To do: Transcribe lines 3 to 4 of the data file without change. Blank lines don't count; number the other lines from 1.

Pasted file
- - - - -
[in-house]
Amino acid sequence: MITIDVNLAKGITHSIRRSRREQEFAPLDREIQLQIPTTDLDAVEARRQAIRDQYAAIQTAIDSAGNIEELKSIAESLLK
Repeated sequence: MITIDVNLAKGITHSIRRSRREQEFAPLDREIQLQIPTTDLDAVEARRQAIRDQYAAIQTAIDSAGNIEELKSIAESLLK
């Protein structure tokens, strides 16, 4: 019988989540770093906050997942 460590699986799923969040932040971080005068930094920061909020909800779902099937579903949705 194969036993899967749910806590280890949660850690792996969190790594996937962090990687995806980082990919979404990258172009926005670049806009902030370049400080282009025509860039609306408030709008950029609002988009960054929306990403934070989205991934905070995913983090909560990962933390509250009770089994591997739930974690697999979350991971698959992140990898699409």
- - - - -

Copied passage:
Repeated sequence: MITIDVNLAKGITHSIRRSRREQEFAPLDREIQLQIPTTDLDAVEARRQAIRDQYAAIQTAIDSAGNIEELKSIAESLLK
């Protein structure tokens, strides 16, 4: 019988989540770093906050997942 460590699986799923969040932040971080005068930094920061909020909800779902099937579903949705 194969036993899967749910806590280890949660850690792996969190790594996937962090990687995806980082990919979404990258172009926005670049806009902030370049400080282009025509860039609306408030709008950029609002988009960054929306990403934070989205991934905070995913983090909560990962933390509250009770089994591997739930974690697999979350991971698959992140990898699409």